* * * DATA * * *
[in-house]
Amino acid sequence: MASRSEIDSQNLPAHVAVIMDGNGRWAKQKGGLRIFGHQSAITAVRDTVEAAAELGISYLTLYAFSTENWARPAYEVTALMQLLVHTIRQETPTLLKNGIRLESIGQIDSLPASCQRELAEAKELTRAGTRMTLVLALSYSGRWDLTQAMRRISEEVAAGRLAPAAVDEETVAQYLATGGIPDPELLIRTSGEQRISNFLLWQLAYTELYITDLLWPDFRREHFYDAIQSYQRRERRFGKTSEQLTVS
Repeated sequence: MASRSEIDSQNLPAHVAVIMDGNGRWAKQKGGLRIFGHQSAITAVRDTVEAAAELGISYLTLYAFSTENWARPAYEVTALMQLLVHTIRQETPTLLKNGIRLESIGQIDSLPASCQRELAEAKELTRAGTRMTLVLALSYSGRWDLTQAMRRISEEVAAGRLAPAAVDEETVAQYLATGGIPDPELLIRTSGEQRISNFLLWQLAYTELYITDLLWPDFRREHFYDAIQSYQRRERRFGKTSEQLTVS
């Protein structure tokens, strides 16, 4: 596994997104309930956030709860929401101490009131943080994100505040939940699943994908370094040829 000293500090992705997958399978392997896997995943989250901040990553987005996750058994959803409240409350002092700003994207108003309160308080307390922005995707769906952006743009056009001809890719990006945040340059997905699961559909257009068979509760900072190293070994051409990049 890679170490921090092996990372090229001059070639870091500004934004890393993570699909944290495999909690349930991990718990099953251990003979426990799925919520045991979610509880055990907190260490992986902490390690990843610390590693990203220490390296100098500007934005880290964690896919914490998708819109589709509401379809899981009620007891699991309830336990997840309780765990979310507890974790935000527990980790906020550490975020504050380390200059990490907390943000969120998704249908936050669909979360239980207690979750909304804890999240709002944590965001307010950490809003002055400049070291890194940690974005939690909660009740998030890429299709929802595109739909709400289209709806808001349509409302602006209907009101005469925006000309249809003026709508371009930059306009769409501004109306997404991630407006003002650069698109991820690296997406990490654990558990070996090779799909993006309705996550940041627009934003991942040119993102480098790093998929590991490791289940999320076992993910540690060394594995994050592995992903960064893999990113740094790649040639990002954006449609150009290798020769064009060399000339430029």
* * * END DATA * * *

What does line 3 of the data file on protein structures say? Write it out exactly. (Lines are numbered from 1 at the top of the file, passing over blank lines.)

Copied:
Repeated sequence: MASRSEIDSQNLPAHVAVIMDGNGRWAKQKGGLRIFGHQSAITAVRDTVEAAAELGISYLTLYAFSTENWARPAYEVTALMQLLVHTIRQETPTLLKNGIRLESIGQIDSLPASCQRELAEAKELTRAGTRMTLVLALSYSGRWDLTQAMRRISEEVAAGRLAPAAVDEETVAQYLATGGIPDPELLIRTSGEQRISNFLLWQLAYTELYITDLLWPDFRREHFYDAIQSYQRRERRFGKTSEQLTVS